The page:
Migration and trade: how could yellow fever spread beyond Angola?

Imogen Braddick


Approximately 2,149 suspected and confirmed cases have been reported in Angola, including 277 deaths. The outbreak of yellow fever in Angola poses a threat to the entire world, particularly Asia. There are approximately 100,000 Chinese migrant workers in Angola who could potentially carry the virus home. Immunisation against yellow fever is practically non-existent in China and six unvaccinated workers from China returned from Angola with the virus. Asia is yet to experience a major outbreak of yellow fever, but expanding migration and globalisation make the continent highly susceptible to an epidemic. 

If we don’t want to virus to spread, we must reach the countries where people are not vaccinated against  yellow fever. We need rapid mobilisation to contain the outbreak in Angola. Increasing links between China and the African continent pose a risk to Asia, where yellow fever is virtually non-existent. The UN and the World Health Organisation (WHO) have already shipped 9 million doses of vaccine to Angola, but that is only enough for about a third of the population. Stocks are rapidly running out as health officials attempt to contain the outbreak in Angola. Drop in oil prices is also damaging Angola’s ability to combat the virus and treat the sick; the health service is free and funded entirely by the state. But the state budget depends entirely on oil. Declining oil prices correlates with a declining social welfare system. Containing the virus and preventing deaths will be even more of a challenge.

Globalisation has meant that people are travelling more than ever, enhancing their ability of picking up a virus and bringing it home. There are numerous reasons for strict border control as more people are migrating for a better quality of life and employment opportunities, but potential health risks are an important factor. The WHO stated that the recent outbreak in urban areas of Democratic Republic of Congo highlights the threat of international spread, especially to Namibia and Zambia where their populations aren’t usually vaccinated against yellow fever. An epidemic has the potential to wipe out the majority of a healthy, working population who create the foundation for economic growth and development. China is emerging as a huge economic superpower with the world’s largest population, predicted to account for 25.6% of global output by 2020. 54% of the total population live in urban areas; yellow fever is easily spread amongst urban areas with large, overcrowded populations.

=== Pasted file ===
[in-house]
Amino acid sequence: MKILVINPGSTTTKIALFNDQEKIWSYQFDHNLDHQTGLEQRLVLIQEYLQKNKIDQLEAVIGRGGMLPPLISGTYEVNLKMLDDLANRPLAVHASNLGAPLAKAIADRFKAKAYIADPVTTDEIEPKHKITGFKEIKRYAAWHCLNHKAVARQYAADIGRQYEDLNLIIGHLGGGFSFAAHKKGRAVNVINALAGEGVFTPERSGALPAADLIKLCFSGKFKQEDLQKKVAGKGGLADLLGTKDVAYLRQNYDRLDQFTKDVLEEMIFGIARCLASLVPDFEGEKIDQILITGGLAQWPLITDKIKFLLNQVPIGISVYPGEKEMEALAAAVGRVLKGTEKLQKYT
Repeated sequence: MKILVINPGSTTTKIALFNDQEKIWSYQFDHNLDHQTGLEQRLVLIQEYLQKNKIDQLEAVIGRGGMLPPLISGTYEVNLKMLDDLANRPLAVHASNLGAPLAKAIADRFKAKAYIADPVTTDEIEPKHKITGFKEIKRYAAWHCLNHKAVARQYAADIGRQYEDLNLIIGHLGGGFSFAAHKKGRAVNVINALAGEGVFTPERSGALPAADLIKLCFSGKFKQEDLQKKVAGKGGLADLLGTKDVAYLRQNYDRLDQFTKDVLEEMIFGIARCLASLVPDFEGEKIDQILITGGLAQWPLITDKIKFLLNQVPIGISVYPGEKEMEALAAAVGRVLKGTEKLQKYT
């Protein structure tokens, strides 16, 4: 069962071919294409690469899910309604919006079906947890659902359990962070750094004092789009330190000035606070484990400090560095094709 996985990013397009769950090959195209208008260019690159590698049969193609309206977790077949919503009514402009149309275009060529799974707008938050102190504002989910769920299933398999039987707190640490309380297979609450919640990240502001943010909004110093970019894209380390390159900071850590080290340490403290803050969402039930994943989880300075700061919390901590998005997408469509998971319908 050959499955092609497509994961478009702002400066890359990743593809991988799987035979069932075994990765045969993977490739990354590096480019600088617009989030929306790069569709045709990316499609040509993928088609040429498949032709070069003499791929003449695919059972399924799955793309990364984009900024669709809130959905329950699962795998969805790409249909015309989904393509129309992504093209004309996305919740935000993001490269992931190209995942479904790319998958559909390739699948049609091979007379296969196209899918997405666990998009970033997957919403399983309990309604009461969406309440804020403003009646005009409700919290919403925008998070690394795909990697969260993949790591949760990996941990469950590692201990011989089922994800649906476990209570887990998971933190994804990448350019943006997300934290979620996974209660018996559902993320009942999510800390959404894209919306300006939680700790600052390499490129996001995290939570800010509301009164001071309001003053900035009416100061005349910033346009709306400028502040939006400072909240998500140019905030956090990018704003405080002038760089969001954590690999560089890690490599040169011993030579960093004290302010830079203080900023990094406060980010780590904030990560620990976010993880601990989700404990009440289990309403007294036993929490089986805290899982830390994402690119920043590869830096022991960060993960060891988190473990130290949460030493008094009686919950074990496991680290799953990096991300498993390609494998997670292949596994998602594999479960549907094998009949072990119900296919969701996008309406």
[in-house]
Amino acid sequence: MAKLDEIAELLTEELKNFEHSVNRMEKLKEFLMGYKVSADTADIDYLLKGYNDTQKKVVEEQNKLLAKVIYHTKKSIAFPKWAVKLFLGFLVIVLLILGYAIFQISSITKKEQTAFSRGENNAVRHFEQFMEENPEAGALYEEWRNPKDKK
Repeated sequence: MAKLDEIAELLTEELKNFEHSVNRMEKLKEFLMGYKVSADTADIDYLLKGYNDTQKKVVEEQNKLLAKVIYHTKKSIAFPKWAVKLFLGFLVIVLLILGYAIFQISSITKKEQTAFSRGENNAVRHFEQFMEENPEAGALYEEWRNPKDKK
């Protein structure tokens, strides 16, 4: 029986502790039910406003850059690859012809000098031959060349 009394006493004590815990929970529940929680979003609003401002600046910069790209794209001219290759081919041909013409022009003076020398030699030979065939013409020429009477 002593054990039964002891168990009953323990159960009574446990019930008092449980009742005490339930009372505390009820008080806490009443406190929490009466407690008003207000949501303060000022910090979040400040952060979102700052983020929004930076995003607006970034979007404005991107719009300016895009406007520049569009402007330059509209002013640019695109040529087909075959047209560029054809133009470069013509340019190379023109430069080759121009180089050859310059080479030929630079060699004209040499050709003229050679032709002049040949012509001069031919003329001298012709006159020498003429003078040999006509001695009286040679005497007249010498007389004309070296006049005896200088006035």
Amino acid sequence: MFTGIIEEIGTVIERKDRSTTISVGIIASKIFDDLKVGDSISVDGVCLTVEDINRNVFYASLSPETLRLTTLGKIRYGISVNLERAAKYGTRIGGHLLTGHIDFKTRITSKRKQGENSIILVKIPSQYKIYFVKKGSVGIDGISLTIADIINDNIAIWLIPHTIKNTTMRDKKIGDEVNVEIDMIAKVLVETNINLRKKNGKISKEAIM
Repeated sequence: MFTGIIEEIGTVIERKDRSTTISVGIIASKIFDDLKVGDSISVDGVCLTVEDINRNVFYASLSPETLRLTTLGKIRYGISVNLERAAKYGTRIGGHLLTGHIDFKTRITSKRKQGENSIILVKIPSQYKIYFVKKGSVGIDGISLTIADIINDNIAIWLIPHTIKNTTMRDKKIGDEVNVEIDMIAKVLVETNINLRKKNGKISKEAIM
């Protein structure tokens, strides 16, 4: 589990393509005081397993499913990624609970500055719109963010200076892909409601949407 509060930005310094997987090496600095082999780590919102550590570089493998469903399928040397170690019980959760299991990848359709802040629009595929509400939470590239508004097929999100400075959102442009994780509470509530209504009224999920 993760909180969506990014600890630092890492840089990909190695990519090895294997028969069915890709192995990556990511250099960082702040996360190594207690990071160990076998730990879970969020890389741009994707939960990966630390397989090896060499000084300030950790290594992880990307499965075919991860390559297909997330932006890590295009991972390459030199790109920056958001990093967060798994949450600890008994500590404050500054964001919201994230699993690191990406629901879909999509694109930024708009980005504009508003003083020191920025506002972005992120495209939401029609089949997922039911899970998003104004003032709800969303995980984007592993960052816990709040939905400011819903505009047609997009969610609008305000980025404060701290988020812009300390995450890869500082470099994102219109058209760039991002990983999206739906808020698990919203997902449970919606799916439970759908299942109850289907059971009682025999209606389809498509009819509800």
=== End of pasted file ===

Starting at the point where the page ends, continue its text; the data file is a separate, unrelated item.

How is it going to spread to China’s urban population? Migration and trade. China has an increasingly important position in Africa – there is a rising demand from China for Africa’s commodities and emerging economies are becoming more dependent on Africa for their imports. Nigeria, Algeria and Angola are the key oil exporters. China is a key aid donor and provides many concessional loans to African countries – China’s presence in Africa is growing and showing few signs of slowing down. Stronger economic ties means more migration.

If yellow fever spreads through China, it has the potential to reach other parts of Asia. A new challenge for China may be to limit migration to parts of Africa or enhance border control to check for serious health risks. Special attention must be placed on returning migrants from Angola and other potentially endemic areas. Although the risk of establishment of a local cycle of transmission in China is minor due to the current climatic condition, if it starts to spread rapidly from person-to-person it may become a major risk. Climate change experts have also suggested global warming as a cause of outbreaks of yellow fever in unusual destinations; mosquitoes can now survive in conditions where they could not survive several decades ago. The WHO must figure out a way to stretch supplies before it spreads beyond Africa and parts of Asia. A healthy, working population is vital to economic growth, reducing poverty and enhancing development; prioritising health, whether it be through restrictive migration and trade, should be a top priority for middle-income and emerging economies across the South.